This year’s Tour the France ended with drama that will become part of the history of the world’s most important cycling race – and one of the most prestigious global sport events. One of the youngest participants of the race, 21 year old Tadej Pogačar, snatched the overall win from the first favourite and the holder of the yellow jersey Primož Roglič, in a dramatic time trial on the penultimate stage. Pogačar became the youngest winner of the Tour since 1904 and the only racer ever to win “the three jerseys”: yellow for the overall winner, white for the fastest young rider, and polka dot for the best climber. Roglič finished second. Roglič, winner of the 2019 Vuelta, a three-week race across Spain, soon recuperated after the defeat in France and went on to also win this year’s edition of La Vuelta.
Journalists following the race were amazed that a 2 million nation with no pedigree in cycling could dominate the world’s most prestigious race. Soon they discovered that the story does not end with cycling. Slovenia is an established nation both in the alpine and Nordic skiing disciplines. Tina Maze dominated the women’s skiing world cup a few years ago. Peter Prevc is one of the world’s best ski jumpers. The basketball player Luka Dončič was named rookie of the year in the 2018-2019 NBA season – he was also nominated for the All-NBA First Team. Another Slovenian NBA All-Star is Goran Dragič. Slovenia’s national basketball team won gold on Eurobasket 2017 and is regularly among the best in Europe. Slovenia also won medals and titles in handball and volleyball. Ice hockey superstar Anže Kopitar is the captain of one of the leading NHL teams, the Los Angeles Kings. Footballer Jan Oblak, playing for Madrid’s Atletico, is one the best goalkeepers in the world. In November Slovenian freediver Alenka Artnik dived 114 meters deep and set the new women's world record. Janja Garnbret is the world’s leading climber. And so on.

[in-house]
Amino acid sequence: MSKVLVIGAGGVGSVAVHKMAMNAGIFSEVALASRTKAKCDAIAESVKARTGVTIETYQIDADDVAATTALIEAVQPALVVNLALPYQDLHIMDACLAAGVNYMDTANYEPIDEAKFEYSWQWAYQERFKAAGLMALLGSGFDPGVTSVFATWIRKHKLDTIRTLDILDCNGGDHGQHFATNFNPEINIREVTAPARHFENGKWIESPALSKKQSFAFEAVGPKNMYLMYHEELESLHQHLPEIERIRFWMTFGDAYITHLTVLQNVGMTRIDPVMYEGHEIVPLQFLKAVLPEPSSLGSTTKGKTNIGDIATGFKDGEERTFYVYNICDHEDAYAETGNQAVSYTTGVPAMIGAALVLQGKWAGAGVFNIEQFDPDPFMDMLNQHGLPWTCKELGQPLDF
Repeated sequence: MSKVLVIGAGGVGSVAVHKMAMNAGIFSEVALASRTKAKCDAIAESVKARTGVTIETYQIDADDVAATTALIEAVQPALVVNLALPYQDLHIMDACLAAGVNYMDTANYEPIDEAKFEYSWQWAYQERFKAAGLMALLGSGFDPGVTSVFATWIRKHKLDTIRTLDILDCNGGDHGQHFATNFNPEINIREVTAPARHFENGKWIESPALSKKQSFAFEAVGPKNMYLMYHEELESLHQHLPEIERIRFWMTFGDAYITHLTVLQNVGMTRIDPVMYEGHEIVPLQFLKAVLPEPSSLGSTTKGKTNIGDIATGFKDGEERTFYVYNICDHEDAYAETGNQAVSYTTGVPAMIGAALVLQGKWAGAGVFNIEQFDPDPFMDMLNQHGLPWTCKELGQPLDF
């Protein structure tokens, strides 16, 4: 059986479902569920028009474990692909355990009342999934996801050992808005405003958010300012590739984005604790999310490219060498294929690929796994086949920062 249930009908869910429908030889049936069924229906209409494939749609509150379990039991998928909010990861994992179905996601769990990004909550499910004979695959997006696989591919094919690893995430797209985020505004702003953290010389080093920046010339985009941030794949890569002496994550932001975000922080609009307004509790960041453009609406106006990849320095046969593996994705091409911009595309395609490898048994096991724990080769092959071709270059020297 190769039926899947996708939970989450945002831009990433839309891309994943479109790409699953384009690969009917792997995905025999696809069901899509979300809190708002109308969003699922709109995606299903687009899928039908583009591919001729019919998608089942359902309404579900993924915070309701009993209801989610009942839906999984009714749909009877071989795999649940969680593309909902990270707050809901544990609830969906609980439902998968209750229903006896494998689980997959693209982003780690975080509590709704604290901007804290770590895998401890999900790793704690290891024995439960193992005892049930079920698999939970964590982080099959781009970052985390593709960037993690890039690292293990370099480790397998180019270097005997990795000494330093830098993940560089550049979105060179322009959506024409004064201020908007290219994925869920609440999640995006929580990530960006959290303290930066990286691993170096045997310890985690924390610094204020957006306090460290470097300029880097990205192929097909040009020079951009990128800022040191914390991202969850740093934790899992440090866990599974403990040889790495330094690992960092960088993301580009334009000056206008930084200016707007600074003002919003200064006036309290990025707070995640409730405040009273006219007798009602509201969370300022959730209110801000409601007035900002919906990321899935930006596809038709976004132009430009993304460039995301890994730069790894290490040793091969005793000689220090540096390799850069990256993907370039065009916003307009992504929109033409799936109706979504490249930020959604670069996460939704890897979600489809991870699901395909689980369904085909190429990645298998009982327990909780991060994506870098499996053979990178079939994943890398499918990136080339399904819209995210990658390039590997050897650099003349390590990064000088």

What is behind the success of Slovenia’s athletes? The answer probably lies in work-ethics, in discipline and – finally – in ambition. One could argue that these qualities are not relevant only within the context of sports.
Slovenian cycling prodigy Tadej Pogačar was the youngest winner of the Tour de France since 1904.
Photo: Francediplomatie/Visual Hunt